Just like that. That is how easy it is to discredit someone as dedicated to gaming as me. It doesn’t matter that I 100%’d Grand Theft Auto IV or actually dig the series (well, prior to GTA V anyway)—I now am told I hate Grand Theft Auto and that I’m not a real gamer to them. It suddenly doesn’t matter that I’m diamond in League of Legends or got world firsts in World of Warcraft, either; they’ll tell me I don’t understand how gameplay is more important to games due to my casual nature, even though I’ve illustrated a dozen ways about how seriously I take gameplay. (Seriously though, gameplay matters to me more than story or art or presentation.)
I somehow become this stereotypical fake geek girl gamer to them, someone who plays to get boys worked up and who is somewhat of an airhead.
All because I wanted to see a bit more of myself in the pixelated worlds I spend so much time in.
Is that really a crime?
The answer is, apparently, yes.
This is a personal blog post. I don’t really think this will get a thousand billion hits. This is for people who follow me or want to or know me, so they can understand why I don’t think too highly of Rockstar* or Ubisoft right now and why I like to play as a female avatar when I can. Here’s the breakdown:
- I love games. No, really.
- I’m a little too into them. I’m competitive. Can’t help it.
- I value mechanics and gameplay more than story in any video game.
- That said, I love playing as a woman character when I can. I played as Lilith, I made a FemShep, and you better believe my favorite League of Legends champions are mostly women too. Why? If we’re being super honest, one of the biggest reasons is because I like hearing a woman’s voice when I’m playing as a character. It keeps the immersion for me since, you know, my voice is also a woman’s voice. Another reason is I just dig ladies I can look up to. When I see Aya Brea kick ass and I’m controlling her, I’m not gonna lie, I feel pretty badass for .1 seconds. Just like how you might feel like a total manly stud if you picked up Braum and owned in bot lane in League of Legends.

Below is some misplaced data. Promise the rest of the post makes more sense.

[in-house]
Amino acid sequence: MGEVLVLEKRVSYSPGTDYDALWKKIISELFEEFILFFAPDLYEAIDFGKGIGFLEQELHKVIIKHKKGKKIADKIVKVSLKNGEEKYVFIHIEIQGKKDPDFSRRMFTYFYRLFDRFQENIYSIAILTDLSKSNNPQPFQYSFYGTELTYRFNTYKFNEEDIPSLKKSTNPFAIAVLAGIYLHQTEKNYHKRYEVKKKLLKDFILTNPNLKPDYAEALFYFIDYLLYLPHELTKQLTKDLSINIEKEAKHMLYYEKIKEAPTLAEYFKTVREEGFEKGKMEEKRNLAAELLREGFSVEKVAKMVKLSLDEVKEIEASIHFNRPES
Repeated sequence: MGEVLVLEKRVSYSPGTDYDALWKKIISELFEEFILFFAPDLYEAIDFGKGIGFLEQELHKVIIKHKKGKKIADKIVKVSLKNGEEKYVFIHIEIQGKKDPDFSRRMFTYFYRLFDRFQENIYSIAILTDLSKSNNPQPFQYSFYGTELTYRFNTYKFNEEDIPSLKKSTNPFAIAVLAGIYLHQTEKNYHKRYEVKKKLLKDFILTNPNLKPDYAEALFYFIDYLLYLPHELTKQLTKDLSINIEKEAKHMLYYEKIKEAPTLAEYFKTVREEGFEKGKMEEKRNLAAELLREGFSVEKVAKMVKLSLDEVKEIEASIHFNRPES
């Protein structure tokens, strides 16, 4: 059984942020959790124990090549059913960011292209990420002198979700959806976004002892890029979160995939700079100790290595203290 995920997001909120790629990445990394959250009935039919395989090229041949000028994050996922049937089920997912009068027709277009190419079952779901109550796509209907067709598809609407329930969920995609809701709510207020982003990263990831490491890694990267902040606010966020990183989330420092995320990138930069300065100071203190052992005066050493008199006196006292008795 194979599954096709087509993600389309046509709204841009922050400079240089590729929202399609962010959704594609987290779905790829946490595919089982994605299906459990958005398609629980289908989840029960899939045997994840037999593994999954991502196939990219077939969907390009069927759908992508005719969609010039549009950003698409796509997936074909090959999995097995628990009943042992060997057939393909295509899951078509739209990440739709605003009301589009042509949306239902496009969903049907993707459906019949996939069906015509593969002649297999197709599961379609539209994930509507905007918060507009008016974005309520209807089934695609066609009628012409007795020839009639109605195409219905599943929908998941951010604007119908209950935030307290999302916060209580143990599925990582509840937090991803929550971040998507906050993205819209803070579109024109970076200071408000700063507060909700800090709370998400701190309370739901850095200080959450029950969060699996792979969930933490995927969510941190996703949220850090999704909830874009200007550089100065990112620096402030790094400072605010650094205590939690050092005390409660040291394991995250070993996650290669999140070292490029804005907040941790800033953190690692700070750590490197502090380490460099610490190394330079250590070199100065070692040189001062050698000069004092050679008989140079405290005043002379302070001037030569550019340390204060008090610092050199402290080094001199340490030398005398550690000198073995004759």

- I’m not really that mad. Ever. So I resent (and ironically get mad) when people say I am being uptight or furious or [insert negative emotion here] for making a joke or randomly asking GTA V why it had no solid women characters. Because seriously. All I’m doing is asking, usually without any emotion, why. I’m not raging… and let’s be real here, you probably rage harder about falling out of a division in League of Legends. You know what rage really is and it’s nothing like what I’m doing now. I’m just explaining.
- I do, however, hate that I had to make this post. But I had to because I lost another 20 followers and had four different guys actually tell me they do not consider gender an issue in the world. One person even said they liked following me, but felt I overreact too much about sexism. REALLY? C’MON BROS. DO BETTER. BE BETTER.
When I get that subset of person asking me League of Legend questions, the reason I anticipate that they will be lower ranked than me by several tiers is because of their anger. While they want to get better, they also have an emotional blocker that doesn’t let them take advice thanks to their inflated ego. They want easy answers, not hard advice on what they suck at, and they’ll be upset when the answer is to improve themselves. It’s their anger that’s holding them back from being my ranking, among other things.
It makes sense then that these men who question my gaming skills or my dedication as a gamer are so closely linked in my head to these people asking for tips on how to climb the ladder in a MOBA. Their anger is also palpable. Their inability to listen is also tangible. And they really don’t want to know that the answer is to improve themselves because that’s not what they want to hear. They want a quick fix to make me be quiet and for them to be right.
A quick fix that doesn’t exist.
Whatever. Maybe one day they’ll get up to diamond in humanity. For now, though, I’m done replying to them. It’s utterly exhausting.